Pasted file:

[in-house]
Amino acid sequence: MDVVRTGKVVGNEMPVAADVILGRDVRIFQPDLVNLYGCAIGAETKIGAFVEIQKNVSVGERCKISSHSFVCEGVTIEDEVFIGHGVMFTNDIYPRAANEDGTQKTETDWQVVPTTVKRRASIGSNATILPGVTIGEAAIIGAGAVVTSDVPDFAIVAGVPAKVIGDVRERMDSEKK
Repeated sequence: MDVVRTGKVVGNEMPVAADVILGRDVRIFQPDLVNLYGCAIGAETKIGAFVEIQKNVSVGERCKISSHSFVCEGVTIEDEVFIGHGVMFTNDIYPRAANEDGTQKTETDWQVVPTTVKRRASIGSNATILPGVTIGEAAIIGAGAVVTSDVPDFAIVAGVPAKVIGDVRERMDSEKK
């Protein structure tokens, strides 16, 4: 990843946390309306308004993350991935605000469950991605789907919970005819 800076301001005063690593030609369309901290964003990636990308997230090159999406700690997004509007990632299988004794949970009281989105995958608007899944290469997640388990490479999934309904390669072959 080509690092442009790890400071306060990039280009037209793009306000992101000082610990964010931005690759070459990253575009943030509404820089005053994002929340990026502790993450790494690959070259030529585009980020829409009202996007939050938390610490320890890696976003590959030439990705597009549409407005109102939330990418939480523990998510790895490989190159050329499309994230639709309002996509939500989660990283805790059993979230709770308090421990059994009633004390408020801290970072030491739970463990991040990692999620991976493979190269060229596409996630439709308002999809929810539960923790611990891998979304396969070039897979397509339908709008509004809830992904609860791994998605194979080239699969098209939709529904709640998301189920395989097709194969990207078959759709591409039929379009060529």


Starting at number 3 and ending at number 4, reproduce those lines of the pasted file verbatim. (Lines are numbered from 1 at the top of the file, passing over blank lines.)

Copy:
Repeated sequence: MDVVRTGKVVGNEMPVAADVILGRDVRIFQPDLVNLYGCAIGAETKIGAFVEIQKNVSVGERCKISSHSFVCEGVTIEDEVFIGHGVMFTNDIYPRAANEDGTQKTETDWQVVPTTVKRRASIGSNATILPGVTIGEAAIIGAGAVVTSDVPDFAIVAGVPAKVIGDVRERMDSEKK
């Protein structure tokens, strides 16, 4: 990843946390309306308004993350991935605000469950991605789907919970005819 800076301001005063690593030609369309901290964003990636990308997230090159999406700690997004509007990632299988004794949970009281989105995958608007899944290469997640388990490479999934309904390669072959 080509690092442009790890400071306060990039280009037209793009306000992101000082610990964010931005690759070459990253575009943030509404820089005053994002929340990026502790993450790494690959070259030529585009980020829409009202996007939050938390610490320890890696976003590959030439990705597009549409407005109102939330990418939480523990998510790895490989190159050329499309994230639709309002996509939500989660990283805790059993979230709770308090421990059994009633004390408020801290970072030491739970463990991040990692999620991976493979190269060229596409996630439709308002999809929810539960923790611990891998979304396969070039897979397509339908709008509004809830992904609860791994998605194979080239699969098209939709529904709640998301189920395989097709194969990207078959759709591409039929379009060529």